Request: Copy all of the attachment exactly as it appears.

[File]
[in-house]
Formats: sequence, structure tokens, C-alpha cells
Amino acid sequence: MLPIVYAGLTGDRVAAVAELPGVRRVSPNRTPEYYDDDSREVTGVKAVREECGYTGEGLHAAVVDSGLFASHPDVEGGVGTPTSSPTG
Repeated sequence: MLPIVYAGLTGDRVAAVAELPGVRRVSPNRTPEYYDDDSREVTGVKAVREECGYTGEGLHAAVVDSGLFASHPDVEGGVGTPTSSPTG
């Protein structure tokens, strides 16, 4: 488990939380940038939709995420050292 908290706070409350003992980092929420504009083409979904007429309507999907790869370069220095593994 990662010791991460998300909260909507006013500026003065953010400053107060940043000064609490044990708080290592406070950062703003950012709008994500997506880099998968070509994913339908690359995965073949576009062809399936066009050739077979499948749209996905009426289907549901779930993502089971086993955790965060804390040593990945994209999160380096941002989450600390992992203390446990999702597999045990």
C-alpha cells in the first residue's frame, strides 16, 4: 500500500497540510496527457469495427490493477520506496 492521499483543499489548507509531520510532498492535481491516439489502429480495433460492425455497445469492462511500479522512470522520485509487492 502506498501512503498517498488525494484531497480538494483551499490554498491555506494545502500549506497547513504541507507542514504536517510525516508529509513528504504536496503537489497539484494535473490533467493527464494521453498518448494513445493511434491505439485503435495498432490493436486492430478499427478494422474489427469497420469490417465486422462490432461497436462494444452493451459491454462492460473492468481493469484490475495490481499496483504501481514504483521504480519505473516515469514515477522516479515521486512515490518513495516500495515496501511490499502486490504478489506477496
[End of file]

[in-house]
Formats: sequence, structure tokens, C-alpha cells
Amino acid sequence: MLPIVYAGLTGDRVAAVAELPGVRRVSPNRTPEYYDDDSREVTGVKAVREECGYTGEGLHAAVVDSGLFASHPDVEGGVGTPTSSPTG
Repeated sequence: MLPIVYAGLTGDRVAAVAELPGVRRVSPNRTPEYYDDDSREVTGVKAVREECGYTGEGLHAAVVDSGLFASHPDVEGGVGTPTSSPTG
């Protein structure tokens, strides 16, 4: 488990939380940038939709995420050292 908290706070409350003992980092929420504009083409979904007429309507999907790869370069220095593994 990662010791991460998300909260909507006013500026003065953010400053107060940043000064609490044990708080290592406070950062703003950012709008994500997506880099998968070509994913339908690359995965073949576009062809399936066009050739077979499948749209996905009426289907549901779930993502089971086993955790965060804390040593990945994209999160380096941002989450600390992992203390446990999702597999045990």
C-alpha cells in the first residue's frame, strides 16, 4: 500500500497540510496527457469495427490493477520506496 492521499483543499489548507509531520510532498492535481491516439489502429480495433460492425455497445469492462511500479522512470522520485509487492 502506498501512503498517498488525494484531497480538494483551499490554498491555506494545502500549506497547513504541507507542514504536517510525516508529509513528504504536496503537489497539484494535473490533467493527464494521453498518448494513445493511434491505439485503435495498432490493436486492430478499427478494422474489427469497420469490417465486422462490432461497436462494444452493451459491454462492460473492468481493469484490475495490481499496483504501481514504483521504480519505473516515469514515477522516479515521486512515490518513495516500495515496501511490499502486490504478489506477496